In our recent Indian pharma trip, we met all large Indian pharma companies, the regulator, industry participants including doctors, sales representatives, distributors, pharma consultants and private equity investors.
India: positives outweigh negatives: Indian firms sounded positive on increasing sector volume growth aided by: (i) the new initiative of Medical Council of India to approve the new course of Bachelor of Science in Community Healthcare which should open up the rural market; (ii) the recent sharp increase in MBBS seats; and (iii) increasing health insurance in India.
We see a trend emerging in India where the market is shifting more in favour of large players as: (i) the regulator becomes more stringent on implementation of new marketing code ethics, the larger companies with a stronger brand recall should benefit; (ii) the opportunity to introduce new products is reducing (regulator is more stringent in approving new combinations) but the larger companies still have the opportunity to in-license products and (iii) with the new pricing policy, products from the larger companies are now more affordable. We therefore expect market share gains for the larger companies to accelerate.
Most of the industry participants expressed concerns that free/subsidised medicine programme of the government could convert the Indian market from branded generic to generic-generic but the timeline depends on how far and fast is the government able to address the shortage of healthcare infrastructure. We believe that unless the government is successful in creating the required infrastructure and has the required resources to address quality concerns across the manufacturers (high shortage of drug inspectors in India), the Indian market is far from being shifted to the generic-generic market.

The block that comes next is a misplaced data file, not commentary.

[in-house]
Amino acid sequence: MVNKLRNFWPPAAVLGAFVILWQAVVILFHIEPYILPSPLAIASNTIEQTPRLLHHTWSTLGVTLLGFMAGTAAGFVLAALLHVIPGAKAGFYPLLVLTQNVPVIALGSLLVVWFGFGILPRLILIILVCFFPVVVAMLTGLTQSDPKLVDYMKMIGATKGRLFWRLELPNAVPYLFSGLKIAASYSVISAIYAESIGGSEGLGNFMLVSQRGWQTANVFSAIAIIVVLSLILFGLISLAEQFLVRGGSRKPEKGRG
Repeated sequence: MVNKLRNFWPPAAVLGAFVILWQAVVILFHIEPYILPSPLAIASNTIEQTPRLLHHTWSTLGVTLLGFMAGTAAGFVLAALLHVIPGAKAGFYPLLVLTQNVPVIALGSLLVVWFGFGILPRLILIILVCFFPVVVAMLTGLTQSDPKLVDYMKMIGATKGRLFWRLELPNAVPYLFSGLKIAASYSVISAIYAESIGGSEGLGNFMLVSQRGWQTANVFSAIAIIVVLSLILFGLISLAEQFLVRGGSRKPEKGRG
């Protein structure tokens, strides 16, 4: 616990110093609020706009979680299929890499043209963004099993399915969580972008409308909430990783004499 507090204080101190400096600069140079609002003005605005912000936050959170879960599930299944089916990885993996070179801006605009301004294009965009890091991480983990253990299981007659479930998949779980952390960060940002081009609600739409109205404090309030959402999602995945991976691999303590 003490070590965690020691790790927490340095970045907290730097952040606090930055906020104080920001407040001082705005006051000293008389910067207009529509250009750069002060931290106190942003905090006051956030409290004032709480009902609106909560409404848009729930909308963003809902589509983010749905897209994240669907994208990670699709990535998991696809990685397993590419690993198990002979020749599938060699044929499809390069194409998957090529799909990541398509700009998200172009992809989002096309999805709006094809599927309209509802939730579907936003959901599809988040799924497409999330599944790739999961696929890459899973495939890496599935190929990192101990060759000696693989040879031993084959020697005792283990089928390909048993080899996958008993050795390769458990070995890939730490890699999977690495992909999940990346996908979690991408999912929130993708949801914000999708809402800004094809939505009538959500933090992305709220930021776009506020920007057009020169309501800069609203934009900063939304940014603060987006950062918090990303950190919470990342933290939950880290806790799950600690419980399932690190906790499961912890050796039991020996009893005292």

US growth supported by the expected increase in approval rates: Indian firms guided towards high-teen growth in the US despite patent-cliff due to: (i) the expected increase in approvals post-generic user fees and (ii) multiple opportunities in the already genericised market given Indian firms’ low scale.
Stay positive on Indian pharma: Indian pharma companies trade at a premium valuation to the global average given: (i) higher growth, (ii) higher RoCEs (return on capital employed) (iii) stronger balance sheets, and (iv) presence in the lower-risk Indian market.
Our meetings with all major Indian pharma companies and the industry participants including the regulator increase our confidence that there is no immediate risk to high multiples for the sector as the earnings growth is expected to remain strong in high teens. Pricing policy was an overhang,